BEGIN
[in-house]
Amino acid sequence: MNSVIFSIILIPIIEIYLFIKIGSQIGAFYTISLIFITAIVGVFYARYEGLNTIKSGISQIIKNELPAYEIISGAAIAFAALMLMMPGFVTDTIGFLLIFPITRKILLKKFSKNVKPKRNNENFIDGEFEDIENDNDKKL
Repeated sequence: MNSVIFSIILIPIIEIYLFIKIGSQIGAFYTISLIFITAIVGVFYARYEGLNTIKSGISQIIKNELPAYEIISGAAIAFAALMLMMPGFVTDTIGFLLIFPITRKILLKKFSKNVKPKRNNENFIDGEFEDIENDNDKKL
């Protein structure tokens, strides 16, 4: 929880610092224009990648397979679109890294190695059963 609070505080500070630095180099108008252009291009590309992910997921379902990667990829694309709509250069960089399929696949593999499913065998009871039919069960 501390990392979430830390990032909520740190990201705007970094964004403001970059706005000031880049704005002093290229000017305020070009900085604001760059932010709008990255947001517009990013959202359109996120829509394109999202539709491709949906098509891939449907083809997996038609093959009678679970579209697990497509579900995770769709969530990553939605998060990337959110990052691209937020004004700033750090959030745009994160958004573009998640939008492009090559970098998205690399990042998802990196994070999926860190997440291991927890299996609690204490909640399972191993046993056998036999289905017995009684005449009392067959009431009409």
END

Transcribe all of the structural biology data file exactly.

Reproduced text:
[in-house]
Amino acid sequence: MNSVIFSIILIPIIEIYLFIKIGSQIGAFYTISLIFITAIVGVFYARYEGLNTIKSGISQIIKNELPAYEIISGAAIAFAALMLMMPGFVTDTIGFLLIFPITRKILLKKFSKNVKPKRNNENFIDGEFEDIENDNDKKL
Repeated sequence: MNSVIFSIILIPIIEIYLFIKIGSQIGAFYTISLIFITAIVGVFYARYEGLNTIKSGISQIIKNELPAYEIISGAAIAFAALMLMMPGFVTDTIGFLLIFPITRKILLKKFSKNVKPKRNNENFIDGEFEDIENDNDKKL
């Protein structure tokens, strides 16, 4: 929880610092224009990648397979679109890294190695059963 609070505080500070630095180099108008252009291009590309992910997921379902990667990829694309709509250069960089399929696949593999499913065998009871039919069960 501390990392979430830390990032909520740190990201705007970094964004403001970059706005000031880049704005002093290229000017305020070009900085604001760059932010709008990255947001517009990013959202359109996120829509394109999202539709491709949906098509891939449907083809997996038609093959009678679970579209697990497509579900995770769709969530990553939605998060990337959110990052691209937020004004700033750090959030745009994160958004573009998640939008492009090559970098998205690399990042998802990196994070999926860190997440291991927890299996609690204490909640399972191993046993056998036999289905017995009684005449009392067959009431009409």